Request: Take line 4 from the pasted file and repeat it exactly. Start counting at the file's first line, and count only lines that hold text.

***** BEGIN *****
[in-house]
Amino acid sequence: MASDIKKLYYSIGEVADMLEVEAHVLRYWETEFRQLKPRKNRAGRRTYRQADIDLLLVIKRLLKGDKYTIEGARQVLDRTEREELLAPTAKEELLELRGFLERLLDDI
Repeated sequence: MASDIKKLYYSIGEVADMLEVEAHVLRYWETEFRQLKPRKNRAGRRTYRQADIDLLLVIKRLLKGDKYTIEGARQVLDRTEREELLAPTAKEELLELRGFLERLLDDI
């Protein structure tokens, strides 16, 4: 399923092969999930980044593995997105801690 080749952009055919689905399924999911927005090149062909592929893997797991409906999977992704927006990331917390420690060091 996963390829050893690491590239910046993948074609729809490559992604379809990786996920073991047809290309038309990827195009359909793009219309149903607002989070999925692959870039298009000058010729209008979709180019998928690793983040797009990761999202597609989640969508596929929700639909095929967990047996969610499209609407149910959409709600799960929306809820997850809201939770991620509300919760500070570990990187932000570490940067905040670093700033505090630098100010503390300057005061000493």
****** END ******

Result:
């Protein structure tokens, strides 16, 4: 399923092969999930980044593995997105801690 080749952009055919689905399924999911927005090149062909592929893997797991409906999977992704927006990331917390420690060091 996963390829050893690491590239910046993948074609729809490559992604379809990786996920073991047809290309038309990827195009359909793009219309149903607002989070999925692959870039298009000058010729209008979709180019998928690793983040797009990761999202597609989640969508596929929700639909095929967990047996969610499209609407149910959409709600799960929306809820997850809201939770991620509300919760500070570990990187932000570490940067905040670093700033505090630098100010503390300057005061000493």